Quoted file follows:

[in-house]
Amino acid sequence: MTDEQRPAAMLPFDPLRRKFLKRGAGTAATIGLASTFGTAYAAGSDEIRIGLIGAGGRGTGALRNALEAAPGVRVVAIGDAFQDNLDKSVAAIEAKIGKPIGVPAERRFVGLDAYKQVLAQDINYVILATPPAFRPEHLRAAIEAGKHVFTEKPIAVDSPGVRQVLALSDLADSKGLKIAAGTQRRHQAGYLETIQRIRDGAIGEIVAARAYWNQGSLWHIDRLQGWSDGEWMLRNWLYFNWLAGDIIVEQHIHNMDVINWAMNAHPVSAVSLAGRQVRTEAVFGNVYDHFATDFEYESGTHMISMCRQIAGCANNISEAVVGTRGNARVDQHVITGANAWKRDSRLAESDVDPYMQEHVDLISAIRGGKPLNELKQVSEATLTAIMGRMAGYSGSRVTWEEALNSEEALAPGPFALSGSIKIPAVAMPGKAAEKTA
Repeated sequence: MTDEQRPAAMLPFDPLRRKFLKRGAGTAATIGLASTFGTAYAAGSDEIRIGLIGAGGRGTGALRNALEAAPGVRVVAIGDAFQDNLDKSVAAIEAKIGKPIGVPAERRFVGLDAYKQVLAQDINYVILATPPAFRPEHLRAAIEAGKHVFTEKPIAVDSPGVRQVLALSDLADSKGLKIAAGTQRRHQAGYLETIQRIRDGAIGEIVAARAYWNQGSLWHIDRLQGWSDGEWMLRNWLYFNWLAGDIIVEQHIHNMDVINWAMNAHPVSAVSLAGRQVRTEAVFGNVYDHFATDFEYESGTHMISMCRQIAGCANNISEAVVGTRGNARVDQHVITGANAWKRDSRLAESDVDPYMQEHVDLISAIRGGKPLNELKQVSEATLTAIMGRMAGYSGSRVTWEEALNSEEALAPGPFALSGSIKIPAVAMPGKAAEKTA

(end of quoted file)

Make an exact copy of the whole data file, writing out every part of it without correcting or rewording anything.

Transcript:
[in-house]
Amino acid sequence: MTDEQRPAAMLPFDPLRRKFLKRGAGTAATIGLASTFGTAYAAGSDEIRIGLIGAGGRGTGALRNALEAAPGVRVVAIGDAFQDNLDKSVAAIEAKIGKPIGVPAERRFVGLDAYKQVLAQDINYVILATPPAFRPEHLRAAIEAGKHVFTEKPIAVDSPGVRQVLALSDLADSKGLKIAAGTQRRHQAGYLETIQRIRDGAIGEIVAARAYWNQGSLWHIDRLQGWSDGEWMLRNWLYFNWLAGDIIVEQHIHNMDVINWAMNAHPVSAVSLAGRQVRTEAVFGNVYDHFATDFEYESGTHMISMCRQIAGCANNISEAVVGTRGNARVDQHVITGANAWKRDSRLAESDVDPYMQEHVDLISAIRGGKPLNELKQVSEATLTAIMGRMAGYSGSRVTWEEALNSEEALAPGPFALSGSIKIPAVAMPGKAAEKTA
Repeated sequence: MTDEQRPAAMLPFDPLRRKFLKRGAGTAATIGLASTFGTAYAAGSDEIRIGLIGAGGRGTGALRNALEAAPGVRVVAIGDAFQDNLDKSVAAIEAKIGKPIGVPAERRFVGLDAYKQVLAQDINYVILATPPAFRPEHLRAAIEAGKHVFTEKPIAVDSPGVRQVLALSDLADSKGLKIAAGTQRRHQAGYLETIQRIRDGAIGEIVAARAYWNQGSLWHIDRLQGWSDGEWMLRNWLYFNWLAGDIIVEQHIHNMDVINWAMNAHPVSAVSLAGRQVRTEAVFGNVYDHFATDFEYESGTHMISMCRQIAGCANNISEAVVGTRGNARVDQHVITGANAWKRDSRLAESDVDPYMQEHVDLISAIRGGKPLNELKQVSEATLTAIMGRMAGYSGSRVTWEEALNSEEALAPGPFALSGSIKIPAVAMPGKAAEKTA